October 16, 2008 / 8:50 PM / 12 years ago

Canada dollar rallies, finding chart support

 * Canadian dollar rallies off key technical level
 * Canadian factory sales slide more than expected
 * Bond prices relinquish gains made early this week
 By Frank Pingue
 TORONTO, Oct 16 (Reuters) - The Canadian dollar rose versus
the U.S. dollar on Thursday, but only after sharp slides pegged
to lower oil prices and global economic concerns were countered
with waves of buying when it neared key technical levels.
 Domestic bond prices closed mostly lower as a late rally in
equities ate away at gains struck after Canadian data amplified
a chorus of voices calling for Canada to dip into a recession.
 The Canadian dollar closed at C$1.1816 to the U.S. dollar,
or 84.63 U.S. cents, up from C$1.1879 to the U.S. dollar, or
84.18 U.S. cents, at Wednesday's close.
 While up modestly from its previous close, the Canadian
currency spent the session in a wide range, falling as low as
C$1.1998 to the U.S. dollar, or 83.35 U.S. cents, and rising up
to C$1.1811 to the U.S. dollar, or 84.67 U.S. cents.
 All signs pointed to a much weaker Canadian dollar as the
price of oil, a key Canadian export, tumbled to a 13-month low,
the Toronto Stock Exchange's main index closed lower, and the
latest domestic data disappointed.
 But after falling hard from gains recorded earlier in the
week, the Canadian dollar repeatedly drew buying interest each
time it neared a key technical level around C$1.120.
 "The market is a little cautious about pushing it too much
from these levels," Steve Butler, director of foreign exchange
trading at Scotia Capital. "While there is still the likelihood
that we will see it weaken in the short run, I think the
markets are taking a bit of a pause today."
 With no more Canadian economic data due out this week, the
price of oil and the performance of global stock markets will
likely dictate the domestic currency's direction.
 But with concerns that the global economy is teetering on
the verge of recession, which would ultimately crimp demand for
a major Canadian export like oil, and persistent volatility on
equity markets, the currency could be headed lower yet.
 Traders may also hold off making major moves ahead of the
Bank of Canada's rate announcement Oct. 21. A Reuters poll
taken last week showed most Canada's primary dealers expect at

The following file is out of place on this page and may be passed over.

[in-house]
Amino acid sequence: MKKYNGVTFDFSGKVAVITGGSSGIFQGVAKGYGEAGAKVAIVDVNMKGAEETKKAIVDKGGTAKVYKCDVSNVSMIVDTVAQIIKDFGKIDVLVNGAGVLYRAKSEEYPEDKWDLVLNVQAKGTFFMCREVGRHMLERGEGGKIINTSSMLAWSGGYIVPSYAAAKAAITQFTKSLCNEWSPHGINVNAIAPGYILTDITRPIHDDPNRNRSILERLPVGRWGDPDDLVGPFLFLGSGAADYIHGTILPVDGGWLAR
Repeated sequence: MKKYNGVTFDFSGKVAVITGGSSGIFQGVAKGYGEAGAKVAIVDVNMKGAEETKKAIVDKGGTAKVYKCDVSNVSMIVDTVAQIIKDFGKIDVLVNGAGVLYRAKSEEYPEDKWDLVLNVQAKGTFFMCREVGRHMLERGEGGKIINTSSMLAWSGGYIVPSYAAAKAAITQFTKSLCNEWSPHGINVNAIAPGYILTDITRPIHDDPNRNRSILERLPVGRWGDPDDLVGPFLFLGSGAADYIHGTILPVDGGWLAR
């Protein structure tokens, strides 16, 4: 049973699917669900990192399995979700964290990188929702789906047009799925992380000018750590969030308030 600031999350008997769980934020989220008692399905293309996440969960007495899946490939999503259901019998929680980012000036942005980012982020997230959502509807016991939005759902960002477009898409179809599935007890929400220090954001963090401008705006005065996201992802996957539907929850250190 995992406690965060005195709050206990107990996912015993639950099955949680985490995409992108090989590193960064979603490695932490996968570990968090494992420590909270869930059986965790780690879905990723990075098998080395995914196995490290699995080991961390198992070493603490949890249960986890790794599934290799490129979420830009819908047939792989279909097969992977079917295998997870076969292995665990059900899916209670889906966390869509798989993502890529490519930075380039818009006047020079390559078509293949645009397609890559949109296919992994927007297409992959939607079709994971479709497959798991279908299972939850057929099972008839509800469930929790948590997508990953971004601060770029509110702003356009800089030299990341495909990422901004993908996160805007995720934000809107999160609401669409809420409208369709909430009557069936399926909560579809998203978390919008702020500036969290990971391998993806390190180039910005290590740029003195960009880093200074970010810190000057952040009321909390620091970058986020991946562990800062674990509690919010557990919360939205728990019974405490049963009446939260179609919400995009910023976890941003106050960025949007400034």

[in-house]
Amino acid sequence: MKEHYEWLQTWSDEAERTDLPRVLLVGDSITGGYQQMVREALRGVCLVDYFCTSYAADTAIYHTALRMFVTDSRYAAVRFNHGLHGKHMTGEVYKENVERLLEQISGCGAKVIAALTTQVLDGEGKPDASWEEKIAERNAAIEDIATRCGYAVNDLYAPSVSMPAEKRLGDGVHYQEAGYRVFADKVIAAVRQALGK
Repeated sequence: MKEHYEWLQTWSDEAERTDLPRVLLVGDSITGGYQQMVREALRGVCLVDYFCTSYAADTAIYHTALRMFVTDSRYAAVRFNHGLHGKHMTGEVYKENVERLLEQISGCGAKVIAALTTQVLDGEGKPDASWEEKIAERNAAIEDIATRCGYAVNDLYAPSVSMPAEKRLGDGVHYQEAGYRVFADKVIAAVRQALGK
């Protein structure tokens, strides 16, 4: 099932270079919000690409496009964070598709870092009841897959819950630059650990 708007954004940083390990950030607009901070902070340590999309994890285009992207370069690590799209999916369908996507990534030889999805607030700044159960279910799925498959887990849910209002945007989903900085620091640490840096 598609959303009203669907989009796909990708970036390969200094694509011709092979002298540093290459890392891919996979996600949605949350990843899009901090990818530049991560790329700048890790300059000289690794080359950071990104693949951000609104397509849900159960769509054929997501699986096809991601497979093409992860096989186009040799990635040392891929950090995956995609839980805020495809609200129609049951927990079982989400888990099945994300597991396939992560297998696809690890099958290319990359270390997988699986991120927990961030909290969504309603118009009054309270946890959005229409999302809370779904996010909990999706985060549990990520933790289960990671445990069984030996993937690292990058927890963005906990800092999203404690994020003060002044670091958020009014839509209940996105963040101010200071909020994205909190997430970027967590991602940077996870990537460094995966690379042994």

least one more rate cut before the end of the year.
 Canadian bond prices were headed for a higher close across
the curve until a late rally on the Toronto Stock Exchange's
main index convinced dealers to unload more secure assets like
government debt in favor of riskier assets like stocks.
 The S&P/TSX composite index .GSPTSE, which at one point
in the session was down 562 points, clawed back and managed to
cut its losses for the session to 53 points.
 The early gains in bond prices were aided by concerns that
the global economy is headed into a recession and a domestic
report that showed Canadian manufacturing sales plummeted 3.7
percent in August. Analysts had predicted a 1 percent drop.
 "The pullback in shipments does suggest we are feeling the
wrath of the American consumer strike," said Sal Guatieri,
senior economist at BMO Capital Markets.
 "Our general sense is now it will be difficult for Canada
to avoid a recession given that we have penciled in a deeper
recession for the U.S. in the second half of this year."
 The two-year bond ended down 7 Canadian cents at C$100.93
to yield 2.297 percent. The 10-year bond rose 2 Canadian cents
to C$104.02 to yield 3.747 percent.
 The yield spread between the two-year and the 10-year bond
moved to 120 basis points from 123 basis points at the previous
 The 30-year bond dropped 35 Canadian cents at C$113.10 to
yield 4.208 percent. In the United States, the 30-year Treasury
yielded 4.259 percent.

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